After I graduated from college I attended Michigan State University, where I ultimately received a masters in psychology. As a single student, I lived in Owen Hall, the on-campus dorm for graduate students. The dorm had a cafeteria, but all they served was, well, cafeteria food, and I and my friends would frequently go off campus for dinner and to talk. All of us being in our early 20s with our lives ahead of us, we did a lot of serious talking.
My friends were other graduate students in psychology, also single, also living in Owen Hall. This was 1968 and 1969, and the thing on most of our minds, the thing we talked about almost incessantly, was the Vietnam War. But that’s not what we were talking about on the night in question. That night we were talking about God.
One of the places we went, and clearly the cheapest, was the Burger Chef. Not the Burger King, the Burger Chef. It was a fast food burger place like McDonald’s or Wendy’s or Burger King, except all the burgers came plain--no condiments--and you added whatever you wanted at a condiment station. That suited me perfectly, as I always ordered my burgers plain. I know I was getting short-changed in a way, but my tastes in food at the time were very limited.
I was there with my friend, Bernie, and his friend, George. Bernie was from the suburbs of Chicago, George from Cincinnati. Bernie was Jewish and, while he was interested in religion, it was more from the perspective of the interplay between religion and one’s social-economic status. When I first asked him if he believed in God, he said that if he had to bet a nickel, he’d bet on God. In other words, it just wasn’t important to him. I knew George also, but I didn’t think of him as a friend. George had a couple of years on Bernie and me and had a bit of an edge. But he was smart and had a way of cutting through an argument. As a result, discussions with him tended not to be extended because he had a clear view of his position and was not inclined to change it.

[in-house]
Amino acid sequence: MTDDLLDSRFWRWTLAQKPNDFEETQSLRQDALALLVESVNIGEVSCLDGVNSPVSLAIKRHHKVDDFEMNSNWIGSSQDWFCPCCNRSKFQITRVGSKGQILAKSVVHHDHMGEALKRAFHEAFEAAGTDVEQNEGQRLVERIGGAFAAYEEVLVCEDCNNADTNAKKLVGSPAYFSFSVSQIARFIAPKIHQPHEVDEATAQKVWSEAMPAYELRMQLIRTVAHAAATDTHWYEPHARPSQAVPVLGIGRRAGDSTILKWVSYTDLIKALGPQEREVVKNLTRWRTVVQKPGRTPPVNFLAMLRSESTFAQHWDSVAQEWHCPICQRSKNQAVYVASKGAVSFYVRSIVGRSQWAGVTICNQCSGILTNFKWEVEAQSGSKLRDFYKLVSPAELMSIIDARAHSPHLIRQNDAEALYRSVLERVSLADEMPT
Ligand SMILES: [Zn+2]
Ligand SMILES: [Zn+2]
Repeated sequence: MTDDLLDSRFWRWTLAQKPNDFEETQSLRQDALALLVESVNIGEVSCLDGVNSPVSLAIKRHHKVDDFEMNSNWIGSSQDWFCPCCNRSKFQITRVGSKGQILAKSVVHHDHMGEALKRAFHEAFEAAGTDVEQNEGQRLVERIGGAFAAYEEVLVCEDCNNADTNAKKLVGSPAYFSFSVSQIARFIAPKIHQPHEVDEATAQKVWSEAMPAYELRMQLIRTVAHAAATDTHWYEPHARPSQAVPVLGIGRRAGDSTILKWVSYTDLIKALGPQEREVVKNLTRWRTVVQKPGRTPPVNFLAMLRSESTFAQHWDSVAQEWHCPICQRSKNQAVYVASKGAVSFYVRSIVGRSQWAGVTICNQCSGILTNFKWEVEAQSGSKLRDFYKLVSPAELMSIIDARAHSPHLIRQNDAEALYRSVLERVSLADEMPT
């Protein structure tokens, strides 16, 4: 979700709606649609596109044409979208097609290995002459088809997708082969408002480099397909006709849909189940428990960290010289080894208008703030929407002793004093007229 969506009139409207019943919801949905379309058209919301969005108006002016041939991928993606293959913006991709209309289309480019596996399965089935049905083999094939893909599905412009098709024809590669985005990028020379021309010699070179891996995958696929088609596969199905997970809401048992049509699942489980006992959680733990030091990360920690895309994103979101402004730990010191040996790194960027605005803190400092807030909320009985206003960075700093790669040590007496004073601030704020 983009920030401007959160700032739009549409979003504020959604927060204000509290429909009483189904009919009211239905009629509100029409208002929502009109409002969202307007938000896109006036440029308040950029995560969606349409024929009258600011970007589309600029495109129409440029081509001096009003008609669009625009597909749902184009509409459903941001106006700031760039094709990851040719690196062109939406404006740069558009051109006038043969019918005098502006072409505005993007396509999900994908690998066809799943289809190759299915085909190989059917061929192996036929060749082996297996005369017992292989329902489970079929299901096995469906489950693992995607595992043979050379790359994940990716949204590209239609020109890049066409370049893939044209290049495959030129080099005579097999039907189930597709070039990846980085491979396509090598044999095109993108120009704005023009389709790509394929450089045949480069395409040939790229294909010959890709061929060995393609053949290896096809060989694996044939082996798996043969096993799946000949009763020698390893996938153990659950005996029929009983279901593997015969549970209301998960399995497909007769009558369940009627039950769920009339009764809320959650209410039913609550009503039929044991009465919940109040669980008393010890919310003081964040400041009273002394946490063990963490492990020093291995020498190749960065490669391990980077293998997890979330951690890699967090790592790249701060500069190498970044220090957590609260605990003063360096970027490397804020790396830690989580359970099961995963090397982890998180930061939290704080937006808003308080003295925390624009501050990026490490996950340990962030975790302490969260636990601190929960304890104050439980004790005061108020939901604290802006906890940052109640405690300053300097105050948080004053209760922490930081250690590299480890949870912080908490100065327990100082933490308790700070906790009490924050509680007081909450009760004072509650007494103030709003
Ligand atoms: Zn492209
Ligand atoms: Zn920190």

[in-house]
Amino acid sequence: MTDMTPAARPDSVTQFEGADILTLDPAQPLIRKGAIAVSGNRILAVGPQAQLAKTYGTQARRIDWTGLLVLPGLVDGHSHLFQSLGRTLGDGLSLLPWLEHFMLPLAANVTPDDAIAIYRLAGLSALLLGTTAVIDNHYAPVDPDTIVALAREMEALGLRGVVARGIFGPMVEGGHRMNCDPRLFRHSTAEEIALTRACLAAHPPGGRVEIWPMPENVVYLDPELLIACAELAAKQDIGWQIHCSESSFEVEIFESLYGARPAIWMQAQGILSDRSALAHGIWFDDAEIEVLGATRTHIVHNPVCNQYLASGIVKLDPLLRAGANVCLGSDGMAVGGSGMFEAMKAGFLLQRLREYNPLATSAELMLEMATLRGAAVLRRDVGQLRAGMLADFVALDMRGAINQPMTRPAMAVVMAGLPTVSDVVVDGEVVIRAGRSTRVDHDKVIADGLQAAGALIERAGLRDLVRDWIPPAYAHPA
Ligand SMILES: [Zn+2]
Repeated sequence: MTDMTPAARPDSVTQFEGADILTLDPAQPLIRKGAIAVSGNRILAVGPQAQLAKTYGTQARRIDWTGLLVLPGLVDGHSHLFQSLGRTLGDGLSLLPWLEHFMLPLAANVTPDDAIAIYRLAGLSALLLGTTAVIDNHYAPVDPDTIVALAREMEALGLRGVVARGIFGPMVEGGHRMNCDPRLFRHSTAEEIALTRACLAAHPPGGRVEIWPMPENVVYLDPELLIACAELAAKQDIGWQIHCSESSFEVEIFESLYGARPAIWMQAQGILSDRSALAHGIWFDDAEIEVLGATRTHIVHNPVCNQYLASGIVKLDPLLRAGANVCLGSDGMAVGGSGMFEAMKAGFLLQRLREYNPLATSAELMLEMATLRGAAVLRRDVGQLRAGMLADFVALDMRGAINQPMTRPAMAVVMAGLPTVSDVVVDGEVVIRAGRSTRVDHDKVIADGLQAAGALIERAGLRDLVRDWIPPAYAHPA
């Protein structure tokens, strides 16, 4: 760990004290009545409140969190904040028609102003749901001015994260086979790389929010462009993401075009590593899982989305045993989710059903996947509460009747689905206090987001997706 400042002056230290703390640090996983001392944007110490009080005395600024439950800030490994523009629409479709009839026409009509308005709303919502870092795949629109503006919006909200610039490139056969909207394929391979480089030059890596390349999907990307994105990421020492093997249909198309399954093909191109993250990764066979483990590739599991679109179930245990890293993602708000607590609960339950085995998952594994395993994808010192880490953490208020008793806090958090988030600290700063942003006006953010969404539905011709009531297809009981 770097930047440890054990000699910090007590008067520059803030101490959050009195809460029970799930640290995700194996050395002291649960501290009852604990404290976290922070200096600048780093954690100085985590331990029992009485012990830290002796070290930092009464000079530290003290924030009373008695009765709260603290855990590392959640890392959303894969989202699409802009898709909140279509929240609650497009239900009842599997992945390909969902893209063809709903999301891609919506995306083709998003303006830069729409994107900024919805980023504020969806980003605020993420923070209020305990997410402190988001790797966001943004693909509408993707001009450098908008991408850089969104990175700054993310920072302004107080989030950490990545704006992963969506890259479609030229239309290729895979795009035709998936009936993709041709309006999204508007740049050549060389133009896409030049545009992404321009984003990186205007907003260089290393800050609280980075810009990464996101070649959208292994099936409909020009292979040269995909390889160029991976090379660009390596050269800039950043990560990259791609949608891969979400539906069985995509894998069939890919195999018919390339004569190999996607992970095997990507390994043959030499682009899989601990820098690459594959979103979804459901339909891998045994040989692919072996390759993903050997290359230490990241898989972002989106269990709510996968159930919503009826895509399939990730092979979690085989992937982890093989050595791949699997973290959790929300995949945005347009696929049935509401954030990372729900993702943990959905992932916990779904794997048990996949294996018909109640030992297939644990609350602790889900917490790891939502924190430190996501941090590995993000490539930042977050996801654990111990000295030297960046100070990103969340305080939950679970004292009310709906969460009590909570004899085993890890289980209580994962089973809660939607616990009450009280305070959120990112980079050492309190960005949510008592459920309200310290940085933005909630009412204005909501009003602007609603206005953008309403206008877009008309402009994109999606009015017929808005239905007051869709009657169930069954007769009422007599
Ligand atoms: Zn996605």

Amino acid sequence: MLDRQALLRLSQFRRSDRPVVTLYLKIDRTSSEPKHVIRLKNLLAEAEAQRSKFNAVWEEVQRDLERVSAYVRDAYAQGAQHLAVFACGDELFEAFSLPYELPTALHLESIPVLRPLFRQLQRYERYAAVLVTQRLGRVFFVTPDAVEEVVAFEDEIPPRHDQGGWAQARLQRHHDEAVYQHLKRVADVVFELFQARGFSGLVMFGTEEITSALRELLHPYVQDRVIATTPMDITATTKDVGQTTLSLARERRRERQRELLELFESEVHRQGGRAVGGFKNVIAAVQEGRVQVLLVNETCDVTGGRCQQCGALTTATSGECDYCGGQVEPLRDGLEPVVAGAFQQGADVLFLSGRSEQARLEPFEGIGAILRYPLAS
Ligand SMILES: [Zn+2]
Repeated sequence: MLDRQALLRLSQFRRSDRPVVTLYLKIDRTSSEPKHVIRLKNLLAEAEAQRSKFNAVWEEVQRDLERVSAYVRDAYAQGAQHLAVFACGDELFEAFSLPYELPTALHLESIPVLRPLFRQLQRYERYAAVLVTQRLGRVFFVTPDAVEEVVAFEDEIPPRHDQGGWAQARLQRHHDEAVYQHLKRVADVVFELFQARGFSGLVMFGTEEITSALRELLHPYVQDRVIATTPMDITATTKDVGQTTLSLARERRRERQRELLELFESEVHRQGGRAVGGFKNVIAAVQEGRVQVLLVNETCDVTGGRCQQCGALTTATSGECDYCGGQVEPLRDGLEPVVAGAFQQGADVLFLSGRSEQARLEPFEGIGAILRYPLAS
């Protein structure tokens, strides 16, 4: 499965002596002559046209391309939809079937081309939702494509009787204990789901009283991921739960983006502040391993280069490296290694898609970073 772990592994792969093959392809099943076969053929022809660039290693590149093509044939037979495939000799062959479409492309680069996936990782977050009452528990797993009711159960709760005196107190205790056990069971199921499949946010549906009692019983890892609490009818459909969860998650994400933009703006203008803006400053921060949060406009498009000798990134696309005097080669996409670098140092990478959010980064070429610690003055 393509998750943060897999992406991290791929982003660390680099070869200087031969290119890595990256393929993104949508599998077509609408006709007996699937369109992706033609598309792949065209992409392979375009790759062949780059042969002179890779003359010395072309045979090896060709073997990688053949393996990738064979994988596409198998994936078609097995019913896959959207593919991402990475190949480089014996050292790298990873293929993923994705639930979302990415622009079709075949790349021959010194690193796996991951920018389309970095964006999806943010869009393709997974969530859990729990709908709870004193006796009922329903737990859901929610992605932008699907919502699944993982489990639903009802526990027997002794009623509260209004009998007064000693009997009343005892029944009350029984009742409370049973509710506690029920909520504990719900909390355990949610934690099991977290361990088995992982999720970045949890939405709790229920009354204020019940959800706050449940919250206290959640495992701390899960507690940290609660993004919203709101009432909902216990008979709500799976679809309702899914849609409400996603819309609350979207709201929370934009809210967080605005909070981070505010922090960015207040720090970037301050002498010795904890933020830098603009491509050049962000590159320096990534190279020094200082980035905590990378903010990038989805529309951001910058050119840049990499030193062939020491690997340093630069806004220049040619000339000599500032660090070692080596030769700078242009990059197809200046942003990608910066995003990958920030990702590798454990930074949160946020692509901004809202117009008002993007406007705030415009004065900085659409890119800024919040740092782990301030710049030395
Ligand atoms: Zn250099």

This was really in the early days of fast-food restaurants, when drive-ins were transitioning to modified cafeterias and indoor seating. At Burger Chef you picked up a tray and stood in a single line to give your order and then get and pay for your food. That evening the line was long and slow and we had some time to wait. I’m not sure how it started, but at some point I was explaining to George why I was an agnostic and not an atheist.
In my view, within the context of a system of logic, such as mathematics, where you could set the rules, you could know absolutely whether a proposition was true or not. You only had to apply the rules of system. However, in the real world, outside the realm of systems of logic, we could never know anything unequivocally. Since the existence of God was a real-world question, we could never know for sure whether God existed.
George wasn’t buying my argument. Here’s how the conversation went.
George: Why do you call yourself an agnostic and not an atheist?
Me: Because I don’t know whether God exists or not. I can’t prove it either way. God could always be out there.
George: Well, let me ask you this. Do you believe the god Neptune exists, complete with his trident, somewhere under the ocean?
George: Well, but until you search every last nook and cranny of the ocean floor, you won’t be able to establish that Neptune isn’t lurking somewhere down there. Right? So, are you an atheist regarding Neptune or just agnostic?
Me: I really don’t believe in Neptune, so I would have to call myself an atheist as far as Neptune is concerned.
George: Don’t you really feel the same way about God? Just like with Neptune, you’ll never prove that God doesn’t exist, but you really don’t believe that He does. Let’s face it, you’re an atheist.
All of this before we even gave our orders to the clerk.
Now here’s the thing. This was a watershed event, one that remains vivid in my memory some 45 years later, but it was not the moment when I became an atheist. Rather, it was the moment when I realized that I was an atheist.
© 2013 John M. Phillips